History of Elizabethan Theatre in London 

Topics: English Renaissance theatre, Theatre, James Burbage Pages: 4 (1060 words) Published: April 25, 2012
History of Elizabethan Theatre in London 

During Shakespeare´s time London had a great political and economic importance with a large population. Up to this moment the royal Court was seated at Westminster, with its diplomatic life and administrative decision-making. But London was also one of the main centres of English intellectual life. London was a major centre for inland and overseas trade. Both of them expanded during the Elizabethan time. It became the Establishment of the Stock Exchange. The rich merchants supported the expeditions of the pioneers and adventurers. They sailed unknown seas and explored distant countries to open up new markets for England. Many other kinds of workers also worked in the inner city. Every social class created a colourful picture. 

The Londoner spent most of their spare time visiting animals fights and taverns. But the most preferred pastime was theatre-going. It was the favourite of any social group. 

Different kinds of Elizabethan theatres 

There were two kinds of Elizabethan theatres, „public" and „private" theatres. Both were not too away from each other.  On the one hand the „public" theatres were visited by various audiences. They performed plays suitable for everyone, mainly for the crowd around the stage except for the wealthier patrons who sat in a seclusion of the surrounding galleries or Lords´ rooms.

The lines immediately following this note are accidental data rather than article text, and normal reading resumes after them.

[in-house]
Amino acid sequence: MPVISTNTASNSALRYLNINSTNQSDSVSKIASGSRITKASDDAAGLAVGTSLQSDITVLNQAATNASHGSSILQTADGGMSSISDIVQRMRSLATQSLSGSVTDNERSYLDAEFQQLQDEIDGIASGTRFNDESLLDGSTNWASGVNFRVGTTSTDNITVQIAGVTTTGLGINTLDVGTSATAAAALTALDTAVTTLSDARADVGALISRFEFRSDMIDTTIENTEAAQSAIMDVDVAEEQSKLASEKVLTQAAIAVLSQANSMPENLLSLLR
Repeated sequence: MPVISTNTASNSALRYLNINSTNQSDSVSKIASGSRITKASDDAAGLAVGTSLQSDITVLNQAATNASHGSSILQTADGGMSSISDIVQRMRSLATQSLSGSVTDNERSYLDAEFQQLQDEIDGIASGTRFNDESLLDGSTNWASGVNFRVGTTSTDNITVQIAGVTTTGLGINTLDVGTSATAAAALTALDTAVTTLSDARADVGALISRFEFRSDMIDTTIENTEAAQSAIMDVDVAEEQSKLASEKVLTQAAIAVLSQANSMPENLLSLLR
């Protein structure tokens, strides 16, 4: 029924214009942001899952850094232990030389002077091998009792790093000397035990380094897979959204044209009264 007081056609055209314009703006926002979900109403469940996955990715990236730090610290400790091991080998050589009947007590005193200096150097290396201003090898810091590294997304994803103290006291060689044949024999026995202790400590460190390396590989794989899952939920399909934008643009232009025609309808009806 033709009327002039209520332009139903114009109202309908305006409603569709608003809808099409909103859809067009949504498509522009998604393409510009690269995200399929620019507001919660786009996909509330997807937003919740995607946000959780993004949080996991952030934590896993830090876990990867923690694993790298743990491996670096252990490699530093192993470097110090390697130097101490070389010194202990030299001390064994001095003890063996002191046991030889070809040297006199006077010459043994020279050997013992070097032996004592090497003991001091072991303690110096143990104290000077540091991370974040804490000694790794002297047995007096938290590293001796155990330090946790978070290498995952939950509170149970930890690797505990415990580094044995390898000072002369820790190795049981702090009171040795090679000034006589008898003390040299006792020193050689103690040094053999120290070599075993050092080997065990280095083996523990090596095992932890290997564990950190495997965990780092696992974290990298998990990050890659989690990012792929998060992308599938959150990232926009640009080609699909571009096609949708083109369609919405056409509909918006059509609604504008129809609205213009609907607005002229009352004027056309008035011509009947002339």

On the other hand the „private" theatres which were located in halls of already existing buildings. There were benches next to the stage for the wealthy audience, but also galleries. The audience capacity was smaller and there were much higher admission prices. According to Alfred Harbage three different Elizabethan audiences had to be distinguished. Firstly, the genteel audience which visited the private theatres. Secondly, the plebian audience which was part of the Red Bull and the Fortune consisting of plebian people apart from the expelled gentry. 

The Globe audience in the nineties consisted of...
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